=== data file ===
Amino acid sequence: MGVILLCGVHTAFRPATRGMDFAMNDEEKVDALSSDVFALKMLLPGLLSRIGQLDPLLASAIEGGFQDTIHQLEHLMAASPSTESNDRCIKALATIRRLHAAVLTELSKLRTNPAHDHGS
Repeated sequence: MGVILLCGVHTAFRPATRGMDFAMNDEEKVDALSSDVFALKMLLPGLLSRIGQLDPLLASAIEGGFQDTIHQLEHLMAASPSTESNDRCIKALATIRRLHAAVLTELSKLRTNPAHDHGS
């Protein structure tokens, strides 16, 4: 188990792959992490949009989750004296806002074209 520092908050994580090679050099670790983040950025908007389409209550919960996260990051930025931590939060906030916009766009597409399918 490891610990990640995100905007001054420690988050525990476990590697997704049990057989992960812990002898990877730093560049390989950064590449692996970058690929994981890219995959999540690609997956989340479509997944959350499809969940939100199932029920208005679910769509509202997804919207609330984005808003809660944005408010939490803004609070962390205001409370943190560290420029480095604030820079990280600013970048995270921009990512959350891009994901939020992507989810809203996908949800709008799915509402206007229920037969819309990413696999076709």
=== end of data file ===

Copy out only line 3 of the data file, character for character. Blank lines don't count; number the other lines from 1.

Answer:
């Protein structure tokens, strides 16, 4: 188990792959992490949009989750004296806002074209 520092908050994580090679050099670790983040950025908007389409209550919960996260990051930025931590939060906030916009766009597409399918 490891610990990640995100905007001054420690988050525990476990590697997704049990057989992960812990002898990877730093560049390989950064590449692996970058690929994981890219995959999540690609997956989340479509997944959350499809969940939100199932029920208005679910769509509202997804919207609330984005808003809660944005408010939490803004609070962390205001409370943190560290420029480095604030820079990280600013970048995270921009990512959350891009994901939020992507989810809203996908949800709008799915509402206007229920037969819309990413696999076709």